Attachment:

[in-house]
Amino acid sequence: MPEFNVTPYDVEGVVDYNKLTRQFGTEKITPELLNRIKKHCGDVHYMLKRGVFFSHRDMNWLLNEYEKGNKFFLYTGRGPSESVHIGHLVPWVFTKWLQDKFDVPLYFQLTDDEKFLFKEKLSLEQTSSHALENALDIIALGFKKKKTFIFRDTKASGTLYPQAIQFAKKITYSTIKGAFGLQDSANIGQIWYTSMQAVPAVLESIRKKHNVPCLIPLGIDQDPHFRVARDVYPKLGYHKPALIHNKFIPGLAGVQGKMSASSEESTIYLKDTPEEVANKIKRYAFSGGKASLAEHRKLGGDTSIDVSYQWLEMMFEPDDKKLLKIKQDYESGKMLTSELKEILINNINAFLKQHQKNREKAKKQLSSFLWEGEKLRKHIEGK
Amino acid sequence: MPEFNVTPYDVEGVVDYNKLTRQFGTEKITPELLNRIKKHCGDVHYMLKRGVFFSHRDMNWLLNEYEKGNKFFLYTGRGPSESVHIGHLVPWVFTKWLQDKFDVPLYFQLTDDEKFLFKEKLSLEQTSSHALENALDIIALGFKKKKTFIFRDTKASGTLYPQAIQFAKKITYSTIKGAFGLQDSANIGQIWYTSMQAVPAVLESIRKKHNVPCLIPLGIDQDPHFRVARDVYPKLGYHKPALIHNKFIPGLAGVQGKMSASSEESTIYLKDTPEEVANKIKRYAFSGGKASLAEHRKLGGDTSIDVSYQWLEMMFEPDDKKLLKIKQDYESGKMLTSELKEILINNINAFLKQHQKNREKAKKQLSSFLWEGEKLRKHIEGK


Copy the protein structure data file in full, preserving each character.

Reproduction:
[in-house]
Amino acid sequence: MPEFNVTPYDVEGVVDYNKLTRQFGTEKITPELLNRIKKHCGDVHYMLKRGVFFSHRDMNWLLNEYEKGNKFFLYTGRGPSESVHIGHLVPWVFTKWLQDKFDVPLYFQLTDDEKFLFKEKLSLEQTSSHALENALDIIALGFKKKKTFIFRDTKASGTLYPQAIQFAKKITYSTIKGAFGLQDSANIGQIWYTSMQAVPAVLESIRKKHNVPCLIPLGIDQDPHFRVARDVYPKLGYHKPALIHNKFIPGLAGVQGKMSASSEESTIYLKDTPEEVANKIKRYAFSGGKASLAEHRKLGGDTSIDVSYQWLEMMFEPDDKKLLKIKQDYESGKMLTSELKEILINNINAFLKQHQKNREKAKKQLSSFLWEGEKLRKHIEGK
Amino acid sequence: MPEFNVTPYDVEGVVDYNKLTRQFGTEKITPELLNRIKKHCGDVHYMLKRGVFFSHRDMNWLLNEYEKGNKFFLYTGRGPSESVHIGHLVPWVFTKWLQDKFDVPLYFQLTDDEKFLFKEKLSLEQTSSHALENALDIIALGFKKKKTFIFRDTKASGTLYPQAIQFAKKITYSTIKGAFGLQDSANIGQIWYTSMQAVPAVLESIRKKHNVPCLIPLGIDQDPHFRVARDVYPKLGYHKPALIHNKFIPGLAGVQGKMSASSEESTIYLKDTPEEVANKIKRYAFSGGKASLAEHRKLGGDTSIDVSYQWLEMMFEPDDKKLLKIKQDYESGKMLTSELKEILINNINAFLKQHQKNREKAKKQLSSFLWEGEKLRKHIEGK